▪ Shortstop Ketel Marte is one of four players committed to the Dominican Winter League, which begins Oct. 15. He will play for Cibao along with Tacoma left-handed pitcher Tyler Olson.

Tacoma right-hander Sam Gaviglio will join Cibao in the second half, and Tacoma outfielder Pat Kivlehan will play in the second half for Escogido.

▪ Reliever J.C. Ramirez is headed for Culiacan in the Mexican Pacific League, which begins Friday. Jackson outfielder Ian Miller will play for Santurce in the Puerto Rican League, which begins Oct. 30.

Three of the organization’s players are heading to the Australian Summer League, which runs from Oct. 23 to Jan. 24: Bakersfield first baseman Kyle Petty, Short-A Everett infielder Jordan Cowan and Low-A Clinton reliever Kody Kerski.


Hisashi Iwakuma will head into free agency after posting quality starts in each of his last six outings. He got a no-decision Friday despite limiting Oakland to one earned run in seven innings.

That should help his negotiating leverage.

Iwakuma continues to cite a return to the Mariners as his preference, and new general manager Jerry Dipoto said that retaining the right-hander is a priority. The Mariners have exclusive negotiating rights through the World Series.

For now, though, Iwakuma is content to let his agent handle negotiations.

“I know this was the team that gave me the chance,” Iwakuma, who signed four years ago with the Mariners after 11 seasons in Japan, said through an interpreter. “I made a lot of friends here. We have a lot of good teammates. I feel like I have a relationship here. All I can do now is wait.”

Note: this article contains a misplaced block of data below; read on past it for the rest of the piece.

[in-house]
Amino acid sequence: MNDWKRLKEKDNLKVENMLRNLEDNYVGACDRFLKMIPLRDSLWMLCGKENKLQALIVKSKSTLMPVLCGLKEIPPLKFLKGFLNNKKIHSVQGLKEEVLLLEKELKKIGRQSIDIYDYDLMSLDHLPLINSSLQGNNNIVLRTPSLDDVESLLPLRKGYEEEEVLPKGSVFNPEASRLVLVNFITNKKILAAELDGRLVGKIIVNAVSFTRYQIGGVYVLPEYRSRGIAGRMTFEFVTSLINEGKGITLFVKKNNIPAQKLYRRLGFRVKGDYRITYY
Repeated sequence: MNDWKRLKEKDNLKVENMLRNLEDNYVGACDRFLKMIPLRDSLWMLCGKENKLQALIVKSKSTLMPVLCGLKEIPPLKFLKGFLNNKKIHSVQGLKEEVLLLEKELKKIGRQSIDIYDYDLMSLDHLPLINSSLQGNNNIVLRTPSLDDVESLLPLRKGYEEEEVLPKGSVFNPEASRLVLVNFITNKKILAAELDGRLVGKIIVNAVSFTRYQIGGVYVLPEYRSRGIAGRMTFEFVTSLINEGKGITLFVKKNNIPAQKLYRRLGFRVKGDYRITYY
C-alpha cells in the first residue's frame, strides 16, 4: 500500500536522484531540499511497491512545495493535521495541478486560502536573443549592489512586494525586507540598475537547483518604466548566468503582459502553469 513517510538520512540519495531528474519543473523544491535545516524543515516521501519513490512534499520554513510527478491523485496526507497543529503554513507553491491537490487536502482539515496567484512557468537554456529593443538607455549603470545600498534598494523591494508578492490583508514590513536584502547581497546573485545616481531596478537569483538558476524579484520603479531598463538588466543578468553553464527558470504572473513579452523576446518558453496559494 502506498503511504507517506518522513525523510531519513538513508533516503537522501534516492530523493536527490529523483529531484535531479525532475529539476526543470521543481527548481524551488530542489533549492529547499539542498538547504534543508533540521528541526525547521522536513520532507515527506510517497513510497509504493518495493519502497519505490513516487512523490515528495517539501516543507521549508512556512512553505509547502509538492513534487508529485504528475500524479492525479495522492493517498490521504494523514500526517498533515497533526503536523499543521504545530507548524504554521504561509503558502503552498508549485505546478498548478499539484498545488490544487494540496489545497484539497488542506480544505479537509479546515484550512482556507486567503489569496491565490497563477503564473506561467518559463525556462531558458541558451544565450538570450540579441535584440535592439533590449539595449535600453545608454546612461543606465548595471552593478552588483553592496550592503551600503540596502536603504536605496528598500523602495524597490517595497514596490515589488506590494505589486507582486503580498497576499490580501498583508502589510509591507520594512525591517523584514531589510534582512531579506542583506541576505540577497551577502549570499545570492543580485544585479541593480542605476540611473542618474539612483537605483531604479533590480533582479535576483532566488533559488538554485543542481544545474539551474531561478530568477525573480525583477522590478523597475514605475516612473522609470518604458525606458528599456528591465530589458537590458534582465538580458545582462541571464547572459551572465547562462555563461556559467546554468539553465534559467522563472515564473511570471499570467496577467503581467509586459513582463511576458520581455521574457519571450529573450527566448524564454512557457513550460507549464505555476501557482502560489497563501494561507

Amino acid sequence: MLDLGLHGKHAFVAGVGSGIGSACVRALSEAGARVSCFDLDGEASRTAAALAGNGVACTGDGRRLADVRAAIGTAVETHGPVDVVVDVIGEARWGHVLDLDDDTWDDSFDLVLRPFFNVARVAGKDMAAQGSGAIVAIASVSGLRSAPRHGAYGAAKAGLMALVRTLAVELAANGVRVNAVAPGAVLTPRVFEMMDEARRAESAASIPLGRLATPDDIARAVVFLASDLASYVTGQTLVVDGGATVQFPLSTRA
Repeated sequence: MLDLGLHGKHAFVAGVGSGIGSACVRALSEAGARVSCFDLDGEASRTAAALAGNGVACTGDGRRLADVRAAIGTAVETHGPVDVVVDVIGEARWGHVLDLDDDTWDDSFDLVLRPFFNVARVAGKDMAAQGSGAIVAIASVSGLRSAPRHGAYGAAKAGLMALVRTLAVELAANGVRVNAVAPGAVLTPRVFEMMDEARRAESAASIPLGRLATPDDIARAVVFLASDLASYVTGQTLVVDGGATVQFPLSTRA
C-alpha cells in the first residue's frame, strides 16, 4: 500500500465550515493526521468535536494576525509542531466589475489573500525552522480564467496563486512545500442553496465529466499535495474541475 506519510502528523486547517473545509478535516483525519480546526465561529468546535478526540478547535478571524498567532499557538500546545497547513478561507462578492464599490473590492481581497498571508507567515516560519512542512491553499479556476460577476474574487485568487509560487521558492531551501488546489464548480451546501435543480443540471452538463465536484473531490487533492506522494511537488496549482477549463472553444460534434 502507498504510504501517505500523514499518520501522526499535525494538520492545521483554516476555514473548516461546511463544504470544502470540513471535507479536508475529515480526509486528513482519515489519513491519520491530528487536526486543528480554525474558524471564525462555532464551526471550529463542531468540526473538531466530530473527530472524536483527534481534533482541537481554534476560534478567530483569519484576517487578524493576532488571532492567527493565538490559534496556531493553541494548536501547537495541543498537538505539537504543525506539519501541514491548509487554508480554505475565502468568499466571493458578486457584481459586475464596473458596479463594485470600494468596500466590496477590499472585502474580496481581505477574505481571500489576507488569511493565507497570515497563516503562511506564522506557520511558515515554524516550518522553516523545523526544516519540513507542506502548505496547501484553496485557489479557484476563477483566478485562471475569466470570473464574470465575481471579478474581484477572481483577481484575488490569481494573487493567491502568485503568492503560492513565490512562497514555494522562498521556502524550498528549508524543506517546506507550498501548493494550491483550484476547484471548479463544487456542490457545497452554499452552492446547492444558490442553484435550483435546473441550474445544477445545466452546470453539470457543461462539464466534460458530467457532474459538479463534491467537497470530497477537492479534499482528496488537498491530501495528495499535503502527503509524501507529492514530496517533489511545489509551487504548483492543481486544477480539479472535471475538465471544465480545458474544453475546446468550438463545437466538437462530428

Iwakuma’s strong finish represented an encouraging conclusion to a season in which a strained right latissimus dorsi muscle in his back kept him on the disabled list from late April into early July.

“I missed a lot of the first half,” he said. “I regret that for getting hurt. But there’s nothing you can do. You just have to move forward. I felt I was able to contribute to the team in the second half.”

Iwakuma, 34, was 7-3 with a 2.63 ERA over his last 12 starts, including a no-hitter Aug. 12 in a 3-0 victory over Baltimore at Safeco Field. Overall, he finished at 9-5 with a 3.54 ERA.

“Our challenge is to make sure we have Kuma for an entire year,” Seattle manager Lloyd McClendon said. “We need to keep him healthy so he can go out there and make 32, 33 starts. When he’s healthy, he’s very good.

“Last year, he won 15 games. The year before, he was in (the mix for) the Cy Young Award. He’s a very solid two or three (starter) in the big leagues. He knows what he’s doing, and he knows how to win.”